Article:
# Bohr Model of the Hydrogen Atom - Energy Levels of the Hydrogen Atom

Q.1) What is the idea of stationary orbital of electron? As it is said energy tangled with mass and vice versa how is this energy always be in the form of cloud such as s, p, d, f? From where does this energy come from?Why don't the energy cloud vanish away or what is stopping it to not vanish away?

• Possible duplicate Have a look at this link physics.stackexchange.com/questions/137207/… – user81619 Aug 20 '15 at 19:57
• Thanks to notify me that but that person is asking other thing. As you can read in my question that why energy always be in the form of clouds like s, p, etc? Why the energy orbital is not escaping or can say lose out? – Nukul Parmar Aug 21 '15 at 22:14
• Have you got an answer you are happy with? If not I will try an answer for you if you like today? – user81619 Aug 22 '15 at 6:54
• No I didn't got my answer – Nukul Parmar Aug 22 '15 at 9:26
• In Bohr's model there are nothing like orbitals ,only orbits,you should probably edit the question. – Paul Aug 22 '15 at 13:19

First of all let us make clear the the Bohr model posits orbits, with some imposed by hand quantization constraints, as the stationary assumption.

Orbitals for the hydrogen atom are the solutions of the Schrodinger equation with the hydrogen potential energy and helped develop quantum mechanical theory.

In QM the solution of the schrodinger equation is a wave function and the square of this wave function gives the probability of finding the electron at a specific (x,y,z). Orbitals are probability distributions with specific quantum numbers. The theory and the experiment agree .

A hydrogen atom in its ground state (n=1,s) will stay there forever unless the atom is hit with a photon with an energy difference between the s state and another orbital position. Thus the energy for higher states is supplied by a photon interaction. These higher states will decay to the ground state releasing the energy as a photon.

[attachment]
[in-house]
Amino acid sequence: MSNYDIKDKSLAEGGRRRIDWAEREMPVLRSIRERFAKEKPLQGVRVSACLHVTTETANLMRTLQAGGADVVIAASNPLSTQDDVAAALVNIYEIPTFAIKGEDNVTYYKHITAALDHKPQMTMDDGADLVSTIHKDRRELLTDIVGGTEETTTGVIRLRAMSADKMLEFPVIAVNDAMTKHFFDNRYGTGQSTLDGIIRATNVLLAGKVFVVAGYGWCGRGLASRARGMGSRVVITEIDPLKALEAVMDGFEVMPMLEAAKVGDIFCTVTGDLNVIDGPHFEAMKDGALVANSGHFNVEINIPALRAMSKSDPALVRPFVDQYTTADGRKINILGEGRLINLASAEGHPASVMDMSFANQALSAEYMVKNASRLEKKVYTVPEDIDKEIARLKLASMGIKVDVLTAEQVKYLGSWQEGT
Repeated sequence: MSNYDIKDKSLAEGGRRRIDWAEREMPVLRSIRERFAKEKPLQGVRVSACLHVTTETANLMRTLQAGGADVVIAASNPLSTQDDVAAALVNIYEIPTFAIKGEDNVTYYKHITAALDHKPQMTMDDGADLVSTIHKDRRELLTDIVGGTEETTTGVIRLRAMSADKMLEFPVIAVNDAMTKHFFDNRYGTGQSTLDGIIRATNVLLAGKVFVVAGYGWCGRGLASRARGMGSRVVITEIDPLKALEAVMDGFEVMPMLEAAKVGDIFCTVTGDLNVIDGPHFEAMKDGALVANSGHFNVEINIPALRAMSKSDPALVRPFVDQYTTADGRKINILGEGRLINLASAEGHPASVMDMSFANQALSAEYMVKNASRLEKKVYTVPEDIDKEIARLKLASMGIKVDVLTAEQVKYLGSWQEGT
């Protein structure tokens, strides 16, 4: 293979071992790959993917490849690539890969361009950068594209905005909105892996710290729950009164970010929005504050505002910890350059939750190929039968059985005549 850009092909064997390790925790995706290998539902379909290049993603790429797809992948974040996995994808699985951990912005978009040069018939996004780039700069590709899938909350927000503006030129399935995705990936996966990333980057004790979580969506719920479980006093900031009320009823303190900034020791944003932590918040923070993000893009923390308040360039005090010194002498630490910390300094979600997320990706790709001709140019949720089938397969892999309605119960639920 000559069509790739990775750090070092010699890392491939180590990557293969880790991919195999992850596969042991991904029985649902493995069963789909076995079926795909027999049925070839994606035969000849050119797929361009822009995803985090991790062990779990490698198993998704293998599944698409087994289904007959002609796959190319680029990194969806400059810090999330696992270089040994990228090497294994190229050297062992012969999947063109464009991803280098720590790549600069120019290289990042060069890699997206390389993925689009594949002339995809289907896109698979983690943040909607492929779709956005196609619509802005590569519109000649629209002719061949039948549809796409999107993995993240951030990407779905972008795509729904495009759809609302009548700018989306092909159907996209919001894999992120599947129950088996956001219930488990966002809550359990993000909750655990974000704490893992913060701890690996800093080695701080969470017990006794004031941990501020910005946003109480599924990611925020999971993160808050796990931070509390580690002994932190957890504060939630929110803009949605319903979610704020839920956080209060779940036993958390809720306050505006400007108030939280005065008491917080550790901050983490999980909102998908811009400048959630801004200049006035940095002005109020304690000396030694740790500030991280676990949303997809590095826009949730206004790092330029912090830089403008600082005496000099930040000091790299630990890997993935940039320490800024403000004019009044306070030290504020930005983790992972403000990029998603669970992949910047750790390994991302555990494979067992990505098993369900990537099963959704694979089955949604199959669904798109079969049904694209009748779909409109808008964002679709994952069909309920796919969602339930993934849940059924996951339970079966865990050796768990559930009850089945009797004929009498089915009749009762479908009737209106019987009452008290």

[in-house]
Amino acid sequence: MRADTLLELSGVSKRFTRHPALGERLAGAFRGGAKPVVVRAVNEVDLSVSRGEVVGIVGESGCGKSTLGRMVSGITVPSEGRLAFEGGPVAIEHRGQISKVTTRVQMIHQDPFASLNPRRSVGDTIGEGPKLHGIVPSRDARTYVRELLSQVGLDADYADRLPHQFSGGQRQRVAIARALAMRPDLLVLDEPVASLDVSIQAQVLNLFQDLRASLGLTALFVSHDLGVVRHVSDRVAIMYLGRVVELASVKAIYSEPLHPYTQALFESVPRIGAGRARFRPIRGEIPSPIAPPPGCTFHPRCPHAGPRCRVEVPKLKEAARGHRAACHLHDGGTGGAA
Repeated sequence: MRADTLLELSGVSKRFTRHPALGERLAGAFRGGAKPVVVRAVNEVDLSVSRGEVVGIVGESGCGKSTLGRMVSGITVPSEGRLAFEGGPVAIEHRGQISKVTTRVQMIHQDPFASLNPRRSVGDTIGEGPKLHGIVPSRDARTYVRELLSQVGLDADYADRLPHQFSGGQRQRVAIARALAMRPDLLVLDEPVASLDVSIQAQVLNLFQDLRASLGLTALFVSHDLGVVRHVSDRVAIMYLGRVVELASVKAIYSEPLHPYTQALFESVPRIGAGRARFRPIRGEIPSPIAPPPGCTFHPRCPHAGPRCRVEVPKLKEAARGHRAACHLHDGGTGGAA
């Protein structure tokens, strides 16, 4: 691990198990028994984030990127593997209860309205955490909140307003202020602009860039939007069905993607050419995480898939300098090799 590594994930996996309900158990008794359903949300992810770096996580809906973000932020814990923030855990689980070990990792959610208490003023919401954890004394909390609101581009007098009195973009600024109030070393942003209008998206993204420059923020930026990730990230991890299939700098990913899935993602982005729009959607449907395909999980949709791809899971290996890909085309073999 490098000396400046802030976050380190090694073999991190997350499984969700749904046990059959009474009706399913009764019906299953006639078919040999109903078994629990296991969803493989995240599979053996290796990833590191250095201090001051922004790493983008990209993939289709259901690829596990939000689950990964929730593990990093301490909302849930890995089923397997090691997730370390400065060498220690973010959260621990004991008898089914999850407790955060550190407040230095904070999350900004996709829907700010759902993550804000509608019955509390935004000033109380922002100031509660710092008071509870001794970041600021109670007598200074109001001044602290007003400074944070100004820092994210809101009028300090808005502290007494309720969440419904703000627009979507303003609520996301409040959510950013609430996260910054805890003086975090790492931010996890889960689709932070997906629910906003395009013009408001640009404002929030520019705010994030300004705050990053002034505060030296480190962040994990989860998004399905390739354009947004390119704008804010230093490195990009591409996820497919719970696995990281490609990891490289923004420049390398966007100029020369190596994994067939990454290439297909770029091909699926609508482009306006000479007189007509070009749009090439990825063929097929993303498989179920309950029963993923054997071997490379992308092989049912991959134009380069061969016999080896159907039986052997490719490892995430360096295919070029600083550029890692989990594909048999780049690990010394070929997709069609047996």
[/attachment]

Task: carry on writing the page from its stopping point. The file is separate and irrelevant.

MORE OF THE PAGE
• Actually, the square of the wave function gives you the probability density at a specific (x,y,z). $ψ^2 (x,y,z)$ needs to be integrated over a space interval to give the actual probability of finding the electron in that area of space. The probability of finding the electron in a specific location (x,y,z) is actually zero. – Gert Aug 20 '15 at 20:41
• Thanks Anna v for enlighten me but you didn't got my actual question. I accidently gave the topic as Bohr model. I wrote orbitals and I mean that they are orbitals and I am not taking about orbits. Ok. I actually mean that why they are stationary? If it is just equations told that then why equations told that there is and energy cloud called orbitals? What helps that energy to stay there and from where it come from? – Nukul Parmar Aug 21 '15 at 21:44
• equations do not tell that there is an energy cloud. Equations tell us that there exist energy levels fitted/modeled with the wavefunction. The energy operator operating on the wave function will give the energy of that level. – anna v Aug 22 '15 at 2:47
• systems tend to the ground state, by radiating away physics.stackexchange.com/questions/201674/… . The cloud image is a representation of the probability density to find an electron at (x,y,z) when measuring it. Not an energy cloud, a probabilistic energy cloud. – anna v Aug 22 '15 at 2:53